Bakken Spinoffs

Dan Boyce

(Note: This is the final of a six-part series on "Bakken Spinoffs" airing Thursdays through January 9th on "Montana Evening Edition.")

The flares from oil rigs light up the night sky in the Bakken region.

Burning off these polluting gases is a by-product of extracting the oil in fracking operations.

Not only do the flares increase the emissions of the rigs, the oil companies are wasting natural resources that could be sold.

It has been a cost of doing business in the fracking world.

Dan Boyce

(Note: This is the fifth of a six-part series on "Bakken Spinoffs" airing Thursdays through January 9th on "Montana Evening Edition.")

A Friday night at J Dubs Bar and Grill in Williston, North Dakota begins and ends with flashing multi-colored lights, thumping dance music and crowds of young men with money to spend.

"A lot of testosterone, (there’s) a lot of testosterone being thrown around in this town,” said 24-year-old Williston-native Nathan Kleyer.

Dan Boyce

(Note: This is the fourth of a six-part series on "Bakken Spinoffs" airing Thursdays through January 9th on "Montana Evening Edition.")

Williston, North Dakota, the undisputed capital of the Bakken Oil Boom, offers a haven for a new working class. Tens of thousands of newcomers have poured into the area in the past decade, seeking to fill an abundance of high-paying, low-skill labor jobs. The influx has brought rapid economic development to Williston; it hasn’t brought much in the name of high culture.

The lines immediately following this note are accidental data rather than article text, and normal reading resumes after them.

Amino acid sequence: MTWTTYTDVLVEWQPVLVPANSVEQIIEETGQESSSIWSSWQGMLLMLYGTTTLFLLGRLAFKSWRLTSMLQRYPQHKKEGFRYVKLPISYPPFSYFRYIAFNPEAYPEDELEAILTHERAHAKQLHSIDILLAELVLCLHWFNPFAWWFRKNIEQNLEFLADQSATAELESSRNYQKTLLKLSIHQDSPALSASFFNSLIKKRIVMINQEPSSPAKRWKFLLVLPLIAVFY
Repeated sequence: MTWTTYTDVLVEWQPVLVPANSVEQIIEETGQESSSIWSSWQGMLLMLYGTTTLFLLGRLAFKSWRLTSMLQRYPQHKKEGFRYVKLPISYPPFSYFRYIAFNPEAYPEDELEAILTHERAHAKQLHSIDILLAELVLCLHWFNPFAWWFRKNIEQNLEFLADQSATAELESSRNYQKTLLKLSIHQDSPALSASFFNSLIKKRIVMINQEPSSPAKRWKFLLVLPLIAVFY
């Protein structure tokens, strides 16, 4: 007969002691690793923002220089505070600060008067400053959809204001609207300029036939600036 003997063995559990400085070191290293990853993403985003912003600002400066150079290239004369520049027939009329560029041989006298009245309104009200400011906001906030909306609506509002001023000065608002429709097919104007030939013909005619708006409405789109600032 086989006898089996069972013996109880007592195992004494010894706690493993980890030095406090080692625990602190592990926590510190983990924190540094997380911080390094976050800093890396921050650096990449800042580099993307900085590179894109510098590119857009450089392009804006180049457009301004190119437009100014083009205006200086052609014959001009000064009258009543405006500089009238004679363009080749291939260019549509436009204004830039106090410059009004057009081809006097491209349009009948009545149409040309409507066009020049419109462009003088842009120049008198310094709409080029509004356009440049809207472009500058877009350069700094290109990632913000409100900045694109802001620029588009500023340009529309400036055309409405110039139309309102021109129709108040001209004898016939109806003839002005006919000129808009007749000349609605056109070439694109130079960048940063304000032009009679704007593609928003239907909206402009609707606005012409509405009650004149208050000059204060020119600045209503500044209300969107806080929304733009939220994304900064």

Dan Boyce

(Note: This is the third of a six-part series on "Bakken Spinoffs" airing Thursdays through January 9th on "Montana Evening Edition.")

Sidney, Montana and other towns surrounding the Bakken Oil Boom are seeing rapid growth and businesses of all kinds are benefitting from the influx of new people following the oil.

Reynold’s Market, a Sidney grocery store in operation since 1925, just moved to a new location twice the size of their old place. The number of workers there bumped up from about 60 to 140.

Dan Boyce

(Note: This is the second of a six-part series on "Bakken Spinoffs" airing Thursdays through January 9th on "Montana Evening Edition.")

Covering news in the Eastern Montana town of Sidney has been a changing business over the last five years.

Front pages depicting the life and times of a sleepy farm town now include headlines about a booming population, a booming economy, and crime.

This month, we’re bringing you a series of stories on the side effects of the Bakken Oil Boom, positive and negative.

Capitol Reporter Dan Boyce has the story.

Dan Boyce

Thursdays during "Montana Evening Edition" for the last  six weeks, we have brought you a special series of stories on side effects of oil development in Eastern Montana. The Bakken Oil Boom is impacting the region, and the entire state, in ways both positive and negative. You can now hear all of the stories online.

The series examines:

Dan Boyce

(Note: This is the first of a six-part series on "Bakken Spinoffs" airing Thursdays through January 9th on "Montana Evening Edition.")

Sidney’s Mayor, Bret Smelser, stood at the corner of his community’s busiest street, Central Avenue. A steady stream of traffic, punctuated with big rigs, leaves thick white exhaust hanging in the frigid air. Smelser nodded to one truck.

“One of our city crew, collecting twice as much garbage as we did two years ago,” he said.